Market Insights – August 24, 2020

Each week, a team of experts shares its market views with you.

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Essentials

The US dollar has stabilised over the past few days. We think a brief technical rebound could be possible after the dollar’s sharp depreciation in recent months. The greenback has dropped close to 9% against the euro and 7% against the Swiss franc since end-May.

Industrial metals ­– and especially copper – are continuing on their uptrend, exceeding their early-year highs as demand picks up and inventories remain low. Prices are still far from their all-time highs, however.

Huawei has once again been caught up in the fraught US-China tensions. On 17 August, Washington imposed licence requirements for all business conducted with Huawei, thereby restricting the Chinese company’s access to US technology and considerably reducing visibility for its suppliers and 5G customers.

Emerging markets – an uneven return to normal

While visibility concerning the pandemic has improved, the risk of a second wave hitting before a vaccine becomes available is holding back consumer spending in some emerging markets. In China, the economy is returning to normal at two different speeds, with manufacturing output bouncing back quickly and the services sector recovering at a much more sluggish pace. Lockdown restrictions have prevented people from spending on travel, eating out and entertainment, all sectors that will continue to bear the brunt of social-distancing rules.

Although Asian countries ended their lockdowns before most developed countries, consumer spending is returning to normal more quickly in the USA and Europe, where cash injections have directly benefited consumers. As a result, demand from developing countries has absorbed the supply of emerging-market exports, despite the gradual trend towards deglobalisation. 

There have also been major disparities among emerging markets. In Asian countries, the public-health and economic crises are mostly under control, while in countries like Brazil and India the number of infections hasn’t peaked yet and now largely exceeds those recorded in Europe. The scope for recovery also varies from country to country, since not all of them can afford to bring in stimulus packages worth 10% or even 20% of their GDP.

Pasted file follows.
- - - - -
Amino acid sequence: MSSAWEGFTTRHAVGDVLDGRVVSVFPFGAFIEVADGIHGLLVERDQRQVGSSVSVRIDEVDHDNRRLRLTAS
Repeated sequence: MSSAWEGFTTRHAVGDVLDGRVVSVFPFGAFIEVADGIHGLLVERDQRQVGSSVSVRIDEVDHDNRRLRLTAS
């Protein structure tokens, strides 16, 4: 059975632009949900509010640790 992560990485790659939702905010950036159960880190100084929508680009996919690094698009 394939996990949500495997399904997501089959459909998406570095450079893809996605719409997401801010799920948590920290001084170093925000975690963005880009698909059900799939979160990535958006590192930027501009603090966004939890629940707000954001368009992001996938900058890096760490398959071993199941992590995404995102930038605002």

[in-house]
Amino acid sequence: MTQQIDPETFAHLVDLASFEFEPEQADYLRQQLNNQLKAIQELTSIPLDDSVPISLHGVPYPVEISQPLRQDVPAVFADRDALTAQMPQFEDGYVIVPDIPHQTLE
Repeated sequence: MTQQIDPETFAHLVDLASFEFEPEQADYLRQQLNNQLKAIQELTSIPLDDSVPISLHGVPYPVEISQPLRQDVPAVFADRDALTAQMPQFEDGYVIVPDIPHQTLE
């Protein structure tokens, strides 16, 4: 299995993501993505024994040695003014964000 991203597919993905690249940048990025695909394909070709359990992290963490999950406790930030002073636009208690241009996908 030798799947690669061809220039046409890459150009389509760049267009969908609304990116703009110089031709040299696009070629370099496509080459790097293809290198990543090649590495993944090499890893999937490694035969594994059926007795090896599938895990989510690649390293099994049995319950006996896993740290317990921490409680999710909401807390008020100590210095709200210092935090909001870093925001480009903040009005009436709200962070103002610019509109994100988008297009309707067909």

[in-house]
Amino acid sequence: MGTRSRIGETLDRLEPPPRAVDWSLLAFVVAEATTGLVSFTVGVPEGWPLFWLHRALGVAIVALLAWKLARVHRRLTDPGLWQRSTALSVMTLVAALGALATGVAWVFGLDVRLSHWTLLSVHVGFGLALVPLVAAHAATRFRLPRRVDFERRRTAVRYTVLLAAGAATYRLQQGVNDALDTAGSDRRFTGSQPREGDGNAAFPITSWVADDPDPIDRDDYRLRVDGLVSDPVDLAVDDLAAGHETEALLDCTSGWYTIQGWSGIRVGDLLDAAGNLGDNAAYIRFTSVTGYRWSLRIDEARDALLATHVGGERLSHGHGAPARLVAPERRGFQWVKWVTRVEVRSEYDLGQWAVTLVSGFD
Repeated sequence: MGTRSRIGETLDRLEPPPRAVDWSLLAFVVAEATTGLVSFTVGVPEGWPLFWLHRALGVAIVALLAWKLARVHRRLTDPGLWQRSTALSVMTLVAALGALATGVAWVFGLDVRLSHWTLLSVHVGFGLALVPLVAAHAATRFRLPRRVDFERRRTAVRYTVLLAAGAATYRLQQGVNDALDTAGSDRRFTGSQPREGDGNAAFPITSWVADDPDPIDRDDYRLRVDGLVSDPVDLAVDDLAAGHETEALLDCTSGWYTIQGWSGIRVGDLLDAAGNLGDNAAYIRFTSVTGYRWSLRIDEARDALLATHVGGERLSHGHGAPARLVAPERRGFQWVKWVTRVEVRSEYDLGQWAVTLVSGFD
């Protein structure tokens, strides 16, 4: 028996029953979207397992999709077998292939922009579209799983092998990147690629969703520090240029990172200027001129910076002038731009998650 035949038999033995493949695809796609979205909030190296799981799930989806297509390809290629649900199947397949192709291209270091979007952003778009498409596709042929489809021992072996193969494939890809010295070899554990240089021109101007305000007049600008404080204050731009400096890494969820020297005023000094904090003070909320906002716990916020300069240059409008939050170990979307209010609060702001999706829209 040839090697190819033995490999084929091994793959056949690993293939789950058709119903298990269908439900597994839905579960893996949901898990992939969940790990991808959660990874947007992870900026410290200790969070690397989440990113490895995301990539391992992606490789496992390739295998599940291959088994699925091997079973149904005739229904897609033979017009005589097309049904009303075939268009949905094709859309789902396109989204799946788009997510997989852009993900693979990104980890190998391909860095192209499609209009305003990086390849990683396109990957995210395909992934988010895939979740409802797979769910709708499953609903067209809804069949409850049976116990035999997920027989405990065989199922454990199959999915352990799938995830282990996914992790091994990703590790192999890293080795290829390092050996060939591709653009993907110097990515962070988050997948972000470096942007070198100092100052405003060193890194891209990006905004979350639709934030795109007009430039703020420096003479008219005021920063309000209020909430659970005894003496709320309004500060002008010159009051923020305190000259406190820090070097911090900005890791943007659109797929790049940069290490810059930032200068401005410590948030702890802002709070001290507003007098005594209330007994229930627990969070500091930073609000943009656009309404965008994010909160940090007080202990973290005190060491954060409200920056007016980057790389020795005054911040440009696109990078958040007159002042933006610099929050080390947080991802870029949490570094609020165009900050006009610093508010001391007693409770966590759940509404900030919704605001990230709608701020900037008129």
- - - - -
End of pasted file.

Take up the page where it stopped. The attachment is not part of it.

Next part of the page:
What will the ‘new normal’ be for emerging markets? After the recent stock-market rally, valuations are in line with their long-run averages and should remain so provided that output picks up before the end of the year and earnings grow by around 30% in 2021. Investors’ tolerance for bad news and negative surprises has shrunk, while their optimism has pushed prices to new highs. Volatility is likely to remain high, even though a weaker US dollar should be a boon for emerging markets.

 

USA – a new record high but what’s next?

After several attempts, the USA’s main stock-market index, the S&P 500, finally ended the week at a new all-time high. For the stock markets, COVID-19 is over – at least for now.

In the past few weeks, we’ve seen positive newsflow coming out of the USA. The number of new infections seems to be under control after a brief rise. And macroeconomic indicators have positively surprised investors throughout the summer. Q2 corporate earnings figures were better than expected too.
US equities may now need to take a breather, as the rally seems a little rushed. This has made US shares expensive – even more so than they were at their peak in February. And while earnings beat the forecasts and prompted earnings estimates to be revised upwards, they were not high enough to reduce valuations, which still stand at 22x forward earnings. Finally, indicators suggest that investors are now generally optimistic and that the S&P 500 is overbought. What’s more, volatility is at a six-month low.

Indexes could well take some time to di-
gest their recent rally before the start of a busy period for politics, with the US elections likely to cause some disruption. While we remain constructive on the USA over the long term, we are concerned that investors may be overly complacent in the short term and too focused on certain sectors, such as technology.

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